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COMMONWEALTH v. STONE. (11/11/59)

November 11, 1959

COMMONWEALTH, APPELLANT,
v.
STONE.



Appeals, Nos. 32 to 36, inclusive, March T., 1960, from orders of Court of Quarter Sessions of Dauphin County, June T., 1958, Nos. 57 to 61, inclusive, in cases of Commonwealth of Pennsylvania v. Stanley S. Stone et al. Orders affirmed.

COUNSEL

Frederic G. Antoun, Deputy Attorney General, with him Huette Dowling, District Attorney, and Anne X. Alpern, Attorney General, for appellant.

James W. Evans, for appellees.

Before Rhodes, P.j., Wright, Woodside, Ervin, and Watkins, JJ. (hirt and Gunther, JJ., absent).

Author: Ervin

[ 191 Pa. Super. Page 118]

OPINION BY ERVIN, J.

The sole question involved in these appeals is whether the Act of 1955 making it a misdemeanor to engage in the budget planning business, as therein defined, is an unconstitutional exercise of the police powers of the state in violation of art. I, §§ 1 and 9, art. III, § 7, of the Pennsylvania Constitution or the 14th Amendment to the Constitution of the United States of America. The court below held that the act was unconstitutional and quashed the indictments. The Commonwealth appealed.

The Act of 1955, P.L. 755, 18 PS § 4897, provides as follows: "(a) 'Budget Planning,' as used in this section, means the making of a contract, express or implied,

[ 191 Pa. Super. Page 119]

    with a particular debtor whereby the debtor agrees to pay a certain amount of money periodically to the person engaged in the budget planning business, who shall, for a consideration, distribute the same among certain specified creditors in accordance with a plan agreed upon.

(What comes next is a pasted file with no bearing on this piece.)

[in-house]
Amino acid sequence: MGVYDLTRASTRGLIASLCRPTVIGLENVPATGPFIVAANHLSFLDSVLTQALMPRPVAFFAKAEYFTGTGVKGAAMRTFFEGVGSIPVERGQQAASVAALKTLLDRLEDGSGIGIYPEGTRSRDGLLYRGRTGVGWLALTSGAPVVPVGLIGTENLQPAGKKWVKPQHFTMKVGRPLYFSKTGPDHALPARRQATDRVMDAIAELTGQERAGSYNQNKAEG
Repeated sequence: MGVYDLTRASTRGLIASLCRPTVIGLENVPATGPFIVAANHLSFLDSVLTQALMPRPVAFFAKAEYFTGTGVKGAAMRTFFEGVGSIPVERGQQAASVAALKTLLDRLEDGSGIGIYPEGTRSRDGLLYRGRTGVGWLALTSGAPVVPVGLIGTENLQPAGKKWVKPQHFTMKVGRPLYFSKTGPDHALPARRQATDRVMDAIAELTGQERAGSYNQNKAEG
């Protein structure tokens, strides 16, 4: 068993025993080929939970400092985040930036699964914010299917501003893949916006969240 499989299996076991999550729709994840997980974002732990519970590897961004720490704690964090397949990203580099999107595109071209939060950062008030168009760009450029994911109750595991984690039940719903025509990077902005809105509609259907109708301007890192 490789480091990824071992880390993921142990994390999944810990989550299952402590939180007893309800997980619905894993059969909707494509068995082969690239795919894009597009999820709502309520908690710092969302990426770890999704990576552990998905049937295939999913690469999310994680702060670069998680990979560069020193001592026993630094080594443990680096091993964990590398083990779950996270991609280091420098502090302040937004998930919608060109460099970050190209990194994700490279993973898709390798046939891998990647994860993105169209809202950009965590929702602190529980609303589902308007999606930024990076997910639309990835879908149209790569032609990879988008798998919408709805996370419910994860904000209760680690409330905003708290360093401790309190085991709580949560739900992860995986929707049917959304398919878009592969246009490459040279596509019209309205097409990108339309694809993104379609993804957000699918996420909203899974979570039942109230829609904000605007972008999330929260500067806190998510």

"(b) Whoever engages in the business of budget planning is guilty of a misdemeanor, and upon conviction thereof, shall be sentenced to pay a fine of not more than five hundred dollars ( $500), or undergo imprisonment of not more than one (1) year, or both; Provided That the provisions of this act shall not apply to those situations involving budget planning as herein defined incurred incidentally in the practice of law in the Commonwealth."

The defendants argue that the act is an absolute prohibition, not a mere regulation, of the budget planning business and violates their right to engage in a legitimate business under the due process clauses of the State and Federal Constitutions.

The Commonwealth argues that the act does not arbitrarily, unreasonably and unnecessarily interfere with private business or property and that despite its title: "An Act... prohibiting budget planning business, and prescribing penalties for violation thereof.", the act in fact does not prohibit the business of budget planning. The Commonwealth says the act is regulatory only, that it allows budget planning but ...


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